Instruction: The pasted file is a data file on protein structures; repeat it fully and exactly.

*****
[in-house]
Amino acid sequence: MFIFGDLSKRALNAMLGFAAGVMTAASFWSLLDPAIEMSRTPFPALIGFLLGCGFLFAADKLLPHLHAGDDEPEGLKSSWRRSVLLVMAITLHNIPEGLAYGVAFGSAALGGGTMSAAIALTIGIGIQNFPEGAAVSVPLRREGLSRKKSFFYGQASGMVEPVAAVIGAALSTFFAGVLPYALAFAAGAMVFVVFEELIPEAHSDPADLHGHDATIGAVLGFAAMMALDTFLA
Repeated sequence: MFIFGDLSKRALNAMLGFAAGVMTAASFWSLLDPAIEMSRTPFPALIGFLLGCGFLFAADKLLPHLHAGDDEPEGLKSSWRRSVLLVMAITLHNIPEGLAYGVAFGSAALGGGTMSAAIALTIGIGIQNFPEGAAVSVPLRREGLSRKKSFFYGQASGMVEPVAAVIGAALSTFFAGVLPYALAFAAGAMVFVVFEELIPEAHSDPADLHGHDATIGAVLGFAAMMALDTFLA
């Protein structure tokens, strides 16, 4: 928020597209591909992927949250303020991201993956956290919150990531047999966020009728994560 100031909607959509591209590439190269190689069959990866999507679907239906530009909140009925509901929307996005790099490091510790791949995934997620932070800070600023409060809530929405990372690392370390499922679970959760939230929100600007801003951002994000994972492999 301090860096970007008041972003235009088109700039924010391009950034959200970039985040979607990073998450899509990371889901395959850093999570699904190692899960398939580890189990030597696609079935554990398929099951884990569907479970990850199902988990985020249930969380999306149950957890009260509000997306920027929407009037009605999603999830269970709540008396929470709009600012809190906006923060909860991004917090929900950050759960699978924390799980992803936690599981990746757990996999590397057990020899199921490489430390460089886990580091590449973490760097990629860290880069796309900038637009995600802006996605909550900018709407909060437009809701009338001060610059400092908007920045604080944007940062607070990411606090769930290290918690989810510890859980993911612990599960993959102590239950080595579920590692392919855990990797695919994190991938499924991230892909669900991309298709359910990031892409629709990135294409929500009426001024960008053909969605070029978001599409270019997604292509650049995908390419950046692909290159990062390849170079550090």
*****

[in-house]
Amino acid sequence: MFIFGDLSKRALNAMLGFAAGVMTAASFWSLLDPAIEMSRTPFPALIGFLLGCGFLFAADKLLPHLHAGDDEPEGLKSSWRRSVLLVMAITLHNIPEGLAYGVAFGSAALGGGTMSAAIALTIGIGIQNFPEGAAVSVPLRREGLSRKKSFFYGQASGMVEPVAAVIGAALSTFFAGVLPYALAFAAGAMVFVVFEELIPEAHSDPADLHGHDATIGAVLGFAAMMALDTFLA
Repeated sequence: MFIFGDLSKRALNAMLGFAAGVMTAASFWSLLDPAIEMSRTPFPALIGFLLGCGFLFAADKLLPHLHAGDDEPEGLKSSWRRSVLLVMAITLHNIPEGLAYGVAFGSAALGGGTMSAAIALTIGIGIQNFPEGAAVSVPLRREGLSRKKSFFYGQASGMVEPVAAVIGAALSTFFAGVLPYALAFAAGAMVFVVFEELIPEAHSDPADLHGHDATIGAVLGFAAMMALDTFLA
């Protein structure tokens, strides 16, 4: 928020597209591909992927949250303020991201993956956290919150990531047999966020009728994560 100031909607959509591209590439190269190689069959990866999507679907239906530009909140009925509901929307996005790099490091510790791949995934997620932070800070600023409060809530929405990372690392370390499922679970959760939230929100600007801003951002994000994972492999 301090860096970007008041972003235009088109700039924010391009950034959200970039985040979607990073998450899509990371889901395959850093999570699904190692899960398939580890189990030597696609079935554990398929099951884990569907479970990850199902988990985020249930969380999306149950957890009260509000997306920027929407009037009605999603999830269970709540008396929470709009600012809190906006923060909860991004917090929900950050759960699978924390799980992803936690599981990746757990996999590397057990020899199921490489430390460089886990580091590449973490760097990629860290880069796309900038637009995600802006996605909550900018709407909060437009809701009338001060610059400092908007920045604080944007940062607070990411606090769930290290918690989810510890859980993911612990599960993959102590239950080595579920590692392919855990990797695919994190991938499924991230892909669900991309298709359910990031892409629709990135294409929500009426001024960008053909969605070029978001599409270019997604292509650049995908390419950046692909290159990062390849170079550090």